This is because the plaintiffs employed damages theories which had gross errors. The plaintiffs first presented the jury with a so-called "deadhead" calculation, an estimate of the savings to the plaintiffs had they been able to fill their vehicles as they left O'Hare. The flaw in this calculation was that it was not based on the actual experiences of the plaintiffs or of booth operators. This flaw forced the jury to speculate about the plaintiffs' actual numbers of deadheads and the degree to which operating in the booths would have reduced their losses from deadheads. Moreover, the deadhead calculation did not account for the competition among the plaintiffs that would have ensued had the plaintiffs had booths at O'Hare. Taken together, these flaws rendered the plaintiffs' presentation on deadheads worthless.
The second theory which the plaintiffs presented to the jury concerned general lost opportunities from not operating out of the O'Hare booths. The plaintiffs rested this theory on evidence that liveries serving the City which operated out of the booths had 68.9% more mileage than the plaintiffs' vehicles. The plaintiffs suggested that had they operated out of the booths, they would have recognized similar success. The flaw in this reasoning is patent: it is unrealistic. Allowing the plaintiffs to operate out of the booths might have increased the supply of liveries at O'Hare, but the plaintiffs submitted no evidence that demand would rise correspondingly. It is more plausible that the plaintiffs would have competed against one another. This would have resulted in substantially less of an increase in passenger miles than 68.9%, lower revenues per mile (as passengers took advantage of greater competition), or both.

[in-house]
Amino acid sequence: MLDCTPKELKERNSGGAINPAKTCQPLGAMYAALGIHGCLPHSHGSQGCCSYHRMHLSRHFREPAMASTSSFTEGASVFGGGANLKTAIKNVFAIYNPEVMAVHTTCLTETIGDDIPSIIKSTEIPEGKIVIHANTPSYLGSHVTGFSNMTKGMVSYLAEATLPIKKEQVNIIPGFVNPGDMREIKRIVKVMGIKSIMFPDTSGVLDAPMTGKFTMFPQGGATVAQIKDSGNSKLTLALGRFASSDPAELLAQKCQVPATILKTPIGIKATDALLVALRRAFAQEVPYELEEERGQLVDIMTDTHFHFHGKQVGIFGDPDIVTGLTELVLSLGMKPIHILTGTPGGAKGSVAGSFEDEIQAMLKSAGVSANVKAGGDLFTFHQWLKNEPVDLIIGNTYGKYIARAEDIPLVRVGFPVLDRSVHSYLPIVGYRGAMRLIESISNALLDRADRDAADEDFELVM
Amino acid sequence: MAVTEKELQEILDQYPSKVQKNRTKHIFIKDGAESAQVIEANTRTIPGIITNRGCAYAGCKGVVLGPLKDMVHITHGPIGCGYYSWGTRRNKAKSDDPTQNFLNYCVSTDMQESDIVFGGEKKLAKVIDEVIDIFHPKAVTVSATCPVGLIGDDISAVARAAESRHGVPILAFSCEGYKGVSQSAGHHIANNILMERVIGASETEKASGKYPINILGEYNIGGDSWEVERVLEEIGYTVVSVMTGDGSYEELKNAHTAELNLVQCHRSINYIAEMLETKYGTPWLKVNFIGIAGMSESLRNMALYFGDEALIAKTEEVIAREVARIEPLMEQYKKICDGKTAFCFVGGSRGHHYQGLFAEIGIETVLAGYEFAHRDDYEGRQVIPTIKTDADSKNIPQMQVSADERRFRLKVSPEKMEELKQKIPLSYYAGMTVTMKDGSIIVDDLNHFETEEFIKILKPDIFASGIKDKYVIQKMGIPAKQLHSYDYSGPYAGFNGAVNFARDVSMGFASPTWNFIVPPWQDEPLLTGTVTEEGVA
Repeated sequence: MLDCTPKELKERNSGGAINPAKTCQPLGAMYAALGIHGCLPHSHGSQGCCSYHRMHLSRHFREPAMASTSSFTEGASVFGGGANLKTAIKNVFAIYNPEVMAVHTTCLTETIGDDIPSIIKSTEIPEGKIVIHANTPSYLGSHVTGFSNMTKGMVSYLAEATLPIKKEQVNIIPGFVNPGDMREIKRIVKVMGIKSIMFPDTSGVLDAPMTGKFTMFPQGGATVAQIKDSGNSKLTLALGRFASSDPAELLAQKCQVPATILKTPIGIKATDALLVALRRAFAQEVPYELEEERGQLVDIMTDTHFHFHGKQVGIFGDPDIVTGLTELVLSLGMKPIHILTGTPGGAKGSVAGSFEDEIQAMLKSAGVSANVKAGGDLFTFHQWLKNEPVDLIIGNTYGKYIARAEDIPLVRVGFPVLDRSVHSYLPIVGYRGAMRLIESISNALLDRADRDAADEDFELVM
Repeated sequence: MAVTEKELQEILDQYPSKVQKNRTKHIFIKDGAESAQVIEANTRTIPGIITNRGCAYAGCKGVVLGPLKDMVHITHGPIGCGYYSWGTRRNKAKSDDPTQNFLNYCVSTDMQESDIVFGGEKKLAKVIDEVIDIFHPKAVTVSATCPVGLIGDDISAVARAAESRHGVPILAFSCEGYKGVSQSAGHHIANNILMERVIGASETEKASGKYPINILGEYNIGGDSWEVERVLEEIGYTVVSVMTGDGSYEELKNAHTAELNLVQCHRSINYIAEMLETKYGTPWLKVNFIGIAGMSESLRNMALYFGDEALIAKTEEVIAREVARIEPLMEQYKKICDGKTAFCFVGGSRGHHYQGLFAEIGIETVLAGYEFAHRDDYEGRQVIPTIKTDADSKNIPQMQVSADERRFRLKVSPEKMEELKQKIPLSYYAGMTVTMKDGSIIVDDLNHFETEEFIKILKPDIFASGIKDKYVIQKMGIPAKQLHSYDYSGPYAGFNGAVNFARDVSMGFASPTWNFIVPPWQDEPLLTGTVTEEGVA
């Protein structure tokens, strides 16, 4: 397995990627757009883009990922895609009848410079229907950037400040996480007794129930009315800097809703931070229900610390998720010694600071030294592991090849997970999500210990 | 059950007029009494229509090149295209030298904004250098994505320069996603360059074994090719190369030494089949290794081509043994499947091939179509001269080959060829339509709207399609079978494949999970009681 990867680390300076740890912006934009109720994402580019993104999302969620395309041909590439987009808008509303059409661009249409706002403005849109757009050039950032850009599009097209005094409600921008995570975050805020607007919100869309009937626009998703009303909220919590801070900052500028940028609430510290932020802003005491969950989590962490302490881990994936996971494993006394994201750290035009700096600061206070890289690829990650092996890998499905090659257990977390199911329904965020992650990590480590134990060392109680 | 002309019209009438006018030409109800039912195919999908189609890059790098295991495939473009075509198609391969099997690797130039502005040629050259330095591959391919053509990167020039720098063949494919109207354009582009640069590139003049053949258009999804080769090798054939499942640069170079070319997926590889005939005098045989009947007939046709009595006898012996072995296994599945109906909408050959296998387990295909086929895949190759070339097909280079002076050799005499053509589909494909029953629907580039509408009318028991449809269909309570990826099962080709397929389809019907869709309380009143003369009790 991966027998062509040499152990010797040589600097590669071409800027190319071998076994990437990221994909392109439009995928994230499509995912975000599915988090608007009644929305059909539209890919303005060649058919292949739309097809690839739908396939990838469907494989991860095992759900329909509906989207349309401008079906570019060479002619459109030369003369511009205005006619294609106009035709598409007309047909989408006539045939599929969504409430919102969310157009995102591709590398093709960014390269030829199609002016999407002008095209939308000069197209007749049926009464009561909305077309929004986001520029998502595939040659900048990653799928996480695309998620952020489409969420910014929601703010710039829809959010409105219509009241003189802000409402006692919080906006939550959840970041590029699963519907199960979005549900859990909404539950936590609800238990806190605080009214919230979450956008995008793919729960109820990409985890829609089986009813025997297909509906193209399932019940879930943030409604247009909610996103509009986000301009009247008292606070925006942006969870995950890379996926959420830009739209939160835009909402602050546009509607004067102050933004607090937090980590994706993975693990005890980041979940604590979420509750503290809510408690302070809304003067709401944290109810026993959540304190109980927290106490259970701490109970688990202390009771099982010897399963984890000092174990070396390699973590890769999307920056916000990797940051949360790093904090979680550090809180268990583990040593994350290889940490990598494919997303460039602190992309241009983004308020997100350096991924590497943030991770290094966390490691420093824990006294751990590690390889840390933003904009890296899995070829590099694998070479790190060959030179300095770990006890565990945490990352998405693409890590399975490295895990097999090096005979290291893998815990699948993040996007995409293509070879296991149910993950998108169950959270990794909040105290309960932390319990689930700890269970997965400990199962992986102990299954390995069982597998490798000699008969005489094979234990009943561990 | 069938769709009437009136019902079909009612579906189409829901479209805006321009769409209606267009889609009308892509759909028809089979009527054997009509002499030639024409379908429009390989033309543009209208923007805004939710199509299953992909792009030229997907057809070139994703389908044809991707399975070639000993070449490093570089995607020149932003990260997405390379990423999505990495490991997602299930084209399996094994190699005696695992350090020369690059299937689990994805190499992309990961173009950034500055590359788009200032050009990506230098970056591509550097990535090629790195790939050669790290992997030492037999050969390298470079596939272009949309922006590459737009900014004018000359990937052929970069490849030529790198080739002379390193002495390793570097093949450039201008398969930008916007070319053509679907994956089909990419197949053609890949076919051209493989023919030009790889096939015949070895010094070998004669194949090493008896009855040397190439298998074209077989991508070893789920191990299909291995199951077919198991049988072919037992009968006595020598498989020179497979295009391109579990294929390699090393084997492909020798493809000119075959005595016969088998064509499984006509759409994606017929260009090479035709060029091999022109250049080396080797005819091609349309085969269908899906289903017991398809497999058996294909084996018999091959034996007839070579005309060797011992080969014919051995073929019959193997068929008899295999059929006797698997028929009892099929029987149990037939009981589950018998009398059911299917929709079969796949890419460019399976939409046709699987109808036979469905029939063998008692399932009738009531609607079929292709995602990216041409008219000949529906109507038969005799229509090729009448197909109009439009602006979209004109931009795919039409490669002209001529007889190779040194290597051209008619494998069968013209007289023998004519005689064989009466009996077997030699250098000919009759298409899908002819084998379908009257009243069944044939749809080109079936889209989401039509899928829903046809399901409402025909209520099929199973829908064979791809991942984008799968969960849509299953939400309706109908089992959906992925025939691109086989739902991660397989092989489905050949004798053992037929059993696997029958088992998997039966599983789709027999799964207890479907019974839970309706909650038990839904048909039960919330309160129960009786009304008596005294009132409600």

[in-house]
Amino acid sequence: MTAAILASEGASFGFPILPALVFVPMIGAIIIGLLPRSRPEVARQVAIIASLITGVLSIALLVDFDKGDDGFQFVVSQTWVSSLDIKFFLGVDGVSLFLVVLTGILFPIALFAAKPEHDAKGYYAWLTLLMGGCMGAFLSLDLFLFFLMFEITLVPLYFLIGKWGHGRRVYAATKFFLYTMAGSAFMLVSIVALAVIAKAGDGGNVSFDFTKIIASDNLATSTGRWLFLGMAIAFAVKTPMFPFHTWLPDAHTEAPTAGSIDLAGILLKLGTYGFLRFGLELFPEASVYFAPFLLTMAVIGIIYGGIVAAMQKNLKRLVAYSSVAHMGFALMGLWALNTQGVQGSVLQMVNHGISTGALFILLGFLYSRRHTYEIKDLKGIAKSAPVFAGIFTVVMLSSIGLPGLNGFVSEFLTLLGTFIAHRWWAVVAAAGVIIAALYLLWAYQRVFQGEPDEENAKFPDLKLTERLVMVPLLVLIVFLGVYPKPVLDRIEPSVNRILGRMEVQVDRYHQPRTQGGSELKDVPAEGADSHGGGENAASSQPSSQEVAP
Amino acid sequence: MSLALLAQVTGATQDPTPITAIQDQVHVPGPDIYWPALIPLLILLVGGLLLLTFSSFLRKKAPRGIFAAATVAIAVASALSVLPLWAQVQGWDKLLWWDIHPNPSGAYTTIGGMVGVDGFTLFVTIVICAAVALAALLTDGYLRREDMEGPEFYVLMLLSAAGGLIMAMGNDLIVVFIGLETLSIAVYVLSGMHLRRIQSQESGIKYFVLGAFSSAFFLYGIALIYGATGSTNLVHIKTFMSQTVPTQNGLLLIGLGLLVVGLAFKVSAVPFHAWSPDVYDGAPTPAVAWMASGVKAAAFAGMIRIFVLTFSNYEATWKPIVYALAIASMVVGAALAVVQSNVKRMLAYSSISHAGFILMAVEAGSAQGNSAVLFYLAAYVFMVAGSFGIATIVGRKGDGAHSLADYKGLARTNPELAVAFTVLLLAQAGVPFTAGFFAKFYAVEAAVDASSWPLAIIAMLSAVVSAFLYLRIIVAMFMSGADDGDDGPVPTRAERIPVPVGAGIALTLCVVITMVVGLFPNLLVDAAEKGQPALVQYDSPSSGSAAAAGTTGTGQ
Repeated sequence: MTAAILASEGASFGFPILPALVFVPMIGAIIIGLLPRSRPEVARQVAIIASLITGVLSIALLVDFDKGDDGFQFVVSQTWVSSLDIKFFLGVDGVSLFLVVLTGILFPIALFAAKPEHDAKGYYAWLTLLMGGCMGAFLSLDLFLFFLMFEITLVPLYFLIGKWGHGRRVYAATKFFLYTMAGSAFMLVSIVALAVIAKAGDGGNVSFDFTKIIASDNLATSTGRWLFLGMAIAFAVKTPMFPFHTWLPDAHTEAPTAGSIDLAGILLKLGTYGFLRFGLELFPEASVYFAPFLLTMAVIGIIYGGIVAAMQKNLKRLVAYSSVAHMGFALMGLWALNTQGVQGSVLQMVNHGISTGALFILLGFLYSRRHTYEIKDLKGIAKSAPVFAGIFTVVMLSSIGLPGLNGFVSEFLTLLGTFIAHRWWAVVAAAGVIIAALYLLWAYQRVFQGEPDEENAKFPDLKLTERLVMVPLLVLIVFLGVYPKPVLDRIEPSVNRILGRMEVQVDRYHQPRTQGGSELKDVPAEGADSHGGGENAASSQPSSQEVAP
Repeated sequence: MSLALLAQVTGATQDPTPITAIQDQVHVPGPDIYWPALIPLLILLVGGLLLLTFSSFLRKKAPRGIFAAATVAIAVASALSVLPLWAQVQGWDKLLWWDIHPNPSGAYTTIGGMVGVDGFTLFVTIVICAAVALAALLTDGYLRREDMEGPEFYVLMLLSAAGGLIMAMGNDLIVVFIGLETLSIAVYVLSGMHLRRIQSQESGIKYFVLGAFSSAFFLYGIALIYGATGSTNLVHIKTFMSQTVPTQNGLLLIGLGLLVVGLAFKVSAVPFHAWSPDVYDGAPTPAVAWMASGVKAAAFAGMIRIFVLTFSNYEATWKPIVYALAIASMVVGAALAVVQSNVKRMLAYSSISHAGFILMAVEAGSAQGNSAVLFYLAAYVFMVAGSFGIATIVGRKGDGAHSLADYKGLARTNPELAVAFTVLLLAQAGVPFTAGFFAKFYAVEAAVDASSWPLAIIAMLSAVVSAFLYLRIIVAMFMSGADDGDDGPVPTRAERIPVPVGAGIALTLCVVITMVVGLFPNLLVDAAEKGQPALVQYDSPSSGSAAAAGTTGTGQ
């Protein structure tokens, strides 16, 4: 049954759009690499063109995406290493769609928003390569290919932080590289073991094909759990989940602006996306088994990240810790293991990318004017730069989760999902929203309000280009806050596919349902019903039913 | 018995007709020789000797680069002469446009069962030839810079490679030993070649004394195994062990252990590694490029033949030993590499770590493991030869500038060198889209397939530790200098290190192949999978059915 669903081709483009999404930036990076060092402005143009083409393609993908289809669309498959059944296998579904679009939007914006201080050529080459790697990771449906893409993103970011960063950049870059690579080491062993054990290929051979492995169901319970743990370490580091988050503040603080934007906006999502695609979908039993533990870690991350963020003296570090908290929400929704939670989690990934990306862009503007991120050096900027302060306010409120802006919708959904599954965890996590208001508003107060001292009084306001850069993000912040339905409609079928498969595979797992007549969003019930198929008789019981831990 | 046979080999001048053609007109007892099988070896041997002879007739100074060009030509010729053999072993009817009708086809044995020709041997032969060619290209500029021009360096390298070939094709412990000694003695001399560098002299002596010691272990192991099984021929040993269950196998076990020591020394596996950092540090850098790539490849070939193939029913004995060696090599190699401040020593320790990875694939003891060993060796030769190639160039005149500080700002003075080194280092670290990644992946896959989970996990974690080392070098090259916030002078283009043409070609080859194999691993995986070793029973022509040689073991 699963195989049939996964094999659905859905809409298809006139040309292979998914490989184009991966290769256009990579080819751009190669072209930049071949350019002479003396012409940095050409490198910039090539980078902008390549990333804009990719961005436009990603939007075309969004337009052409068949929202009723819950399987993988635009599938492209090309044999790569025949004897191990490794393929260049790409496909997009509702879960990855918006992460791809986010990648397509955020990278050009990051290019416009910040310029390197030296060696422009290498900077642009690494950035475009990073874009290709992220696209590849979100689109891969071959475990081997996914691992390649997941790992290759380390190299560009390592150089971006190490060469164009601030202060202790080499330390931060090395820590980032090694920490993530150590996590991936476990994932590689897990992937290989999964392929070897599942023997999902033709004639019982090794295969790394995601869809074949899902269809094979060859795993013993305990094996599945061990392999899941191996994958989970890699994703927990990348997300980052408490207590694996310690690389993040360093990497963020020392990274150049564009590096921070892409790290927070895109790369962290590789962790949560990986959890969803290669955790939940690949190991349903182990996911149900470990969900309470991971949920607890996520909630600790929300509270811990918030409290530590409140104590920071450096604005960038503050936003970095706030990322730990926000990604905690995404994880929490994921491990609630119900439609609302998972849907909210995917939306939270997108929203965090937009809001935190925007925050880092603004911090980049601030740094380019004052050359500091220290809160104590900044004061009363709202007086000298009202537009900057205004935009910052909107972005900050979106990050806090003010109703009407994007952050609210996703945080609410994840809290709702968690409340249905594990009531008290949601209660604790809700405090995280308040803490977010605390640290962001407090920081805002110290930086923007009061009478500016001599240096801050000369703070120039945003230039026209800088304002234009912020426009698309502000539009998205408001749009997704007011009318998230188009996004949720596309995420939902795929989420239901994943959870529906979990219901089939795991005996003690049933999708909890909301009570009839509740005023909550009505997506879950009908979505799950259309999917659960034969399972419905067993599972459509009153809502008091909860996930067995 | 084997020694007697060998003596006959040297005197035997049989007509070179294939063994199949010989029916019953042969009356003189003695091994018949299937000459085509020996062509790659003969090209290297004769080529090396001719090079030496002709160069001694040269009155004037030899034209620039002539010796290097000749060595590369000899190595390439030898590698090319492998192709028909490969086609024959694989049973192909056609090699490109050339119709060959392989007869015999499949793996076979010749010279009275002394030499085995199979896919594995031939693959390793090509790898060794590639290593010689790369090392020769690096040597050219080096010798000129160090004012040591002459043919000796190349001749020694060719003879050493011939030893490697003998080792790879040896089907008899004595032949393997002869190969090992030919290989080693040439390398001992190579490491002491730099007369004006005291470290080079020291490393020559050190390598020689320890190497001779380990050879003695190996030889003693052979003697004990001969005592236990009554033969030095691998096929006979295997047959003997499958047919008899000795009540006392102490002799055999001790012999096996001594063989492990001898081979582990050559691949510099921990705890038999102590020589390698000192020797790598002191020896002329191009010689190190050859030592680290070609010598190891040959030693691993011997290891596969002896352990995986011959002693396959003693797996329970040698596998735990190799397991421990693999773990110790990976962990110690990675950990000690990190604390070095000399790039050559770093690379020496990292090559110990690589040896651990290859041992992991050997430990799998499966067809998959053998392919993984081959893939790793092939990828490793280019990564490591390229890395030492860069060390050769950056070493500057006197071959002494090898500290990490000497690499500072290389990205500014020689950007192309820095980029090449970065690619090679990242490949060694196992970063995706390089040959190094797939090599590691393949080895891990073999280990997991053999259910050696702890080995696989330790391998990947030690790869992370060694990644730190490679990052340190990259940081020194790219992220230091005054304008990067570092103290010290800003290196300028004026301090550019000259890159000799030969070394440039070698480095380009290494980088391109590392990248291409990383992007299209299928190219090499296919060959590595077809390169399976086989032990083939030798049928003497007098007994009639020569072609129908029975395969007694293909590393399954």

In sum, the plaintiffs' damages theories lacked foundation in the evidence and allowed the jury to speculate unreasonably. Nominal damages along the lines awarded to seven of the plaintiffs would have been appropriate in this case, but the plaintiffs did not demonstrate their entitlement to anything more. See Ustrak v. Fairman, 781 F.2d 573, 578-80 (7th Cir. 1986) ("damages, like every other contested element of a plaintiff's case, must be proved in order to be recovered"; jury not allowed "to speculate in a void.").
The court enters judgment in favor of the City of Chicago, notwithstanding the verdict in favor of the plaintiffs. The court denies all other motions as moot.
DATE: March 22, 1990